Of course that doesn’t mean there can’t be false starts first and when Bank governor Mervyn King said no-one could say with any certainty where the economy is heading next, people began to fear the rally may have been premature. King suggested the UK economy could continue to shrink into 2010, adding to the nervous mood.

    Worse-than-feared US retail sales for April were yet another timely reminder it is easy to get carried away. Much has been said about whether or not the world’s governments have done enough to keep consumers spending.

    Last week’s data suggested that Americans, like their European counterparts, are tightening their belts. Retail sales growth here showed UK shoppers are happy to make hay while the sun shines. The news from across the Atlantic though sparked fears this may not continue as an ever-rising number of unemployed people begin to run out of spare cash. A number of analysts downgraded the general retail sector, saying it has now priced in a perfect recovery back to growth levels seen before this downturn.

    Banks also took a drubbing as many said current valuations reflect an unrealistic view of the outlook for the sector.

    The view that the global upturn will start well but soon tail off appeared to be taking hold.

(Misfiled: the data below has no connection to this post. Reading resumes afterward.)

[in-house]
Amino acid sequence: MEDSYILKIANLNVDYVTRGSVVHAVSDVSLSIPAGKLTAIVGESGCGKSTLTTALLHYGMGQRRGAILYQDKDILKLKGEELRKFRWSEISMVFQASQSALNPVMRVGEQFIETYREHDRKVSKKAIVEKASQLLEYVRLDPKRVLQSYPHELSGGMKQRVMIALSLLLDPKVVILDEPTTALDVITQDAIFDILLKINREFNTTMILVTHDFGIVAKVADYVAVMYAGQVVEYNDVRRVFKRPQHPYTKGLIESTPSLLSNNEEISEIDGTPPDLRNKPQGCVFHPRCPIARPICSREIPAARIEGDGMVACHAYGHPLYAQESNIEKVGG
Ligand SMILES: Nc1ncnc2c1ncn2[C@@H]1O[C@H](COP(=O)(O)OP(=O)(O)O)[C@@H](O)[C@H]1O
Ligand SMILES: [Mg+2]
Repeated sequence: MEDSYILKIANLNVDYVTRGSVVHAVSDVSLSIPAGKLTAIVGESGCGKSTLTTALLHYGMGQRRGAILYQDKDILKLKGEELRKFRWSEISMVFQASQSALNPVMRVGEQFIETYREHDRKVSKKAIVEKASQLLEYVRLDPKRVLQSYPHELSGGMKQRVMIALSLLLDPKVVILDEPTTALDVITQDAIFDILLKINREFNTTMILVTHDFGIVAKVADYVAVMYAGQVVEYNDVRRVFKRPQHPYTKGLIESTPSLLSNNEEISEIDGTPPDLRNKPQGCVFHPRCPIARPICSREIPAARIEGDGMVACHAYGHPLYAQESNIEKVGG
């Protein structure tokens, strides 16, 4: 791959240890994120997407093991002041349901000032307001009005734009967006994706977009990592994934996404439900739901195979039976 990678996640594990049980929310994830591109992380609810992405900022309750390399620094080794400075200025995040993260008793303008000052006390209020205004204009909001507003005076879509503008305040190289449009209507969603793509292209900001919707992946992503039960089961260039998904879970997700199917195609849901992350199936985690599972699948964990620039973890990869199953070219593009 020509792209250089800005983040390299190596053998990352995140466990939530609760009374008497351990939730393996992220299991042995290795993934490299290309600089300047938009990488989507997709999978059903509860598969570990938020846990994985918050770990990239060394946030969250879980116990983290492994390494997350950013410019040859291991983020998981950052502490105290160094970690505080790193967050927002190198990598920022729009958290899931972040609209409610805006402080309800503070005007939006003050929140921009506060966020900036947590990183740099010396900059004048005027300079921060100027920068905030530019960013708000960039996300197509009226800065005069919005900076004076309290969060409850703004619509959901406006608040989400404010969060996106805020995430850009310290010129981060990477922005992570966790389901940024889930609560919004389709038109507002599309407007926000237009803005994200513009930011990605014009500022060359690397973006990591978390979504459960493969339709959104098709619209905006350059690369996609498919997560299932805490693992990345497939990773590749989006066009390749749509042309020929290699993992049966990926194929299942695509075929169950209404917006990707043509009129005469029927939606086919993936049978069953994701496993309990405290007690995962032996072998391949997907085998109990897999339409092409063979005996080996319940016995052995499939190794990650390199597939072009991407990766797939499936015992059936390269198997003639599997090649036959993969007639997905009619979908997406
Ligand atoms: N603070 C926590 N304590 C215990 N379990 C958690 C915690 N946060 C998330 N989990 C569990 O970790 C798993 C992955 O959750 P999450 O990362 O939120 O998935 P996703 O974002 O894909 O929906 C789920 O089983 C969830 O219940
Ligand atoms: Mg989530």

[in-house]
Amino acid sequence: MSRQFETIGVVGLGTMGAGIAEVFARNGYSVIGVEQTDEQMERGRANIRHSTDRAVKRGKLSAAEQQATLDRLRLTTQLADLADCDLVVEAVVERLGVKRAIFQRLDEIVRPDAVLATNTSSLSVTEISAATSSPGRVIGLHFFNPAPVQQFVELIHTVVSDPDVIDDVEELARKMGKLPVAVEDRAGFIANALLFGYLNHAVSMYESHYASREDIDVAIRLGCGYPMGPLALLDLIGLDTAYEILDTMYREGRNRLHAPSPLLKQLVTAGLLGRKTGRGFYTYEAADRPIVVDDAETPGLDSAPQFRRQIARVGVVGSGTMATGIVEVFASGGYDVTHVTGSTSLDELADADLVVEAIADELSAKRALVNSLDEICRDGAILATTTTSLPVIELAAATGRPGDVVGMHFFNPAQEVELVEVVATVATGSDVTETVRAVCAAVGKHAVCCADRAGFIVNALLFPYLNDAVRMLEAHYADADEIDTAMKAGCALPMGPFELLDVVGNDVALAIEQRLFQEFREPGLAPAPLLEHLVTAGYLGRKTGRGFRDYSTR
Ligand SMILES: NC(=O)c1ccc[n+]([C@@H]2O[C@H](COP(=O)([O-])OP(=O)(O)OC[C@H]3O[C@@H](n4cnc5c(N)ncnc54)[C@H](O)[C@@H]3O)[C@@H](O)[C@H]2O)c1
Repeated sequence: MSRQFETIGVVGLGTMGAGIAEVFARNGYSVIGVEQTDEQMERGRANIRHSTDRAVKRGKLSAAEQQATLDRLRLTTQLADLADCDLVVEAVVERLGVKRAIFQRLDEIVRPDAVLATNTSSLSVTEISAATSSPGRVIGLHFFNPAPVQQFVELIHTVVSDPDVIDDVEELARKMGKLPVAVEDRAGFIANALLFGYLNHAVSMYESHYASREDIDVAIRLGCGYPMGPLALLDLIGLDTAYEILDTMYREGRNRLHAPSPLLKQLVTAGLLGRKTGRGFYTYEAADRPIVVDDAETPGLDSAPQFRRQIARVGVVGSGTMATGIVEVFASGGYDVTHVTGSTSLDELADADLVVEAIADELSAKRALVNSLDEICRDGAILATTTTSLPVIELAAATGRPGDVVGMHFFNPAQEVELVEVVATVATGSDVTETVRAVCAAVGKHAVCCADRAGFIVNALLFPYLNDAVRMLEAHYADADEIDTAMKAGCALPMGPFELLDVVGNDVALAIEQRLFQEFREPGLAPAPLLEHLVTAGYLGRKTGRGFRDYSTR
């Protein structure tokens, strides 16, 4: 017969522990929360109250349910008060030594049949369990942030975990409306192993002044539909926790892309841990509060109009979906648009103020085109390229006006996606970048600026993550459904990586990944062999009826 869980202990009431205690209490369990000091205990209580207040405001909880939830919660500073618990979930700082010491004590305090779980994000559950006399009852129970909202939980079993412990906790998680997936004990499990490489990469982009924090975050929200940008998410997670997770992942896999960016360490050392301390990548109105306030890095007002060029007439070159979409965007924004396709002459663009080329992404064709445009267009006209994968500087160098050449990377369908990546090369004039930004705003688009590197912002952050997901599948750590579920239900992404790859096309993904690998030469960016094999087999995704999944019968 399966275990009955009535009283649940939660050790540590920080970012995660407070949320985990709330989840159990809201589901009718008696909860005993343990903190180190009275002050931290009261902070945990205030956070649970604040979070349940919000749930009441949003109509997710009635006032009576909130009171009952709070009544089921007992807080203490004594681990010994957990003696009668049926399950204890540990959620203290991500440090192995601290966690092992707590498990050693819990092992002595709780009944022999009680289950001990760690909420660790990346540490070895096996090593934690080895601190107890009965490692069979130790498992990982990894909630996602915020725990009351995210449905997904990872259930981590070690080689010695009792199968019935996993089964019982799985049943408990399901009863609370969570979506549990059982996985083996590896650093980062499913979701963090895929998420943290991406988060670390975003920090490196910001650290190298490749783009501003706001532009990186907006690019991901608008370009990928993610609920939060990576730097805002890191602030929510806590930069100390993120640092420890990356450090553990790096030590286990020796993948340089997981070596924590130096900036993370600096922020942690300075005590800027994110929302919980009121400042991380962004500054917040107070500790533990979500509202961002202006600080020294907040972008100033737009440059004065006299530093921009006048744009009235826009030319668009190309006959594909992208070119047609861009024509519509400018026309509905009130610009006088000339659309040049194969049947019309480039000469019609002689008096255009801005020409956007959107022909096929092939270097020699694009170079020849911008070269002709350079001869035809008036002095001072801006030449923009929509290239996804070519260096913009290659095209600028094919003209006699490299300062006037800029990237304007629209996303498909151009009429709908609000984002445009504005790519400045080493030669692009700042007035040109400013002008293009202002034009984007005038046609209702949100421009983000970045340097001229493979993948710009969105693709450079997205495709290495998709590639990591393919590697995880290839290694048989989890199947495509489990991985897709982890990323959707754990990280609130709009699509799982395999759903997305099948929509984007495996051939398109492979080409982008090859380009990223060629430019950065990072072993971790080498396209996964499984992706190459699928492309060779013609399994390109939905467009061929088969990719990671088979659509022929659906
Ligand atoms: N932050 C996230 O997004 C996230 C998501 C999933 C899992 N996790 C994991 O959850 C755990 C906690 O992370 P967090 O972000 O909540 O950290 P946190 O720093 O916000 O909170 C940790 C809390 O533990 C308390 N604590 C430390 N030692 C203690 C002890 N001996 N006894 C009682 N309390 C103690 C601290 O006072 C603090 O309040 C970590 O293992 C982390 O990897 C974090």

http://www.citywire.co.uk/adviser/-/blogs/the-new-model-adviser-blog/content.aspx?ID=341056&re=5537&ea=118560

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  • Im sort of with MG on this. I think we will have new falls but its looking more likely that so far – in the US at least – the upside move is part of a bigger upside move, but with a fall in the middle. We are at quite an important point on the S&Ps right now (when arent we!). We are at the bottom of an upside channel which should determine if there is some downside – after a break of it.

    That scenario would be quite interesting because there would be “i told you so(s)” all round . I.e. the bears would point to the fall and the bulls would go quiet and then vice vera. My interest is whether we (FTSE) falls to new lows when the S&P retraces. Of course thats all a bit idealised and i could be completely wrong. If the S&Ps convincingly bounce off the bottom of the channel then the short term bull is still intact, and a few more bears will be squeezed by the…. er ….. b[u]lls!

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  • mountain goat says:

    TM brave call, so this is B wave now with C wave up still to come, then 5 wave down from there? Makes sense to me.

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  • MG – its only brave if i have put my money where my gob is. I have a short FTSE position basis cash @ 4375, and i sold some more @ 4500. But its only a small position and was probably a bit premature – the 4375s at least were not really on the basis of anything more than a punt.Also its partially covered with some long S&P as a hedge. Basically because im a bit bored with the financials at the moment to be honest! :-).

    So no i would like to see some downside traction before i firm up the view and take a sensible position. S&Ps off the lows overnight so this session will be of interest!

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  • I’m getting so tired of hearing this BS on all fronts that I am going to take a break untill things get back to normal again.

    Bye for now all.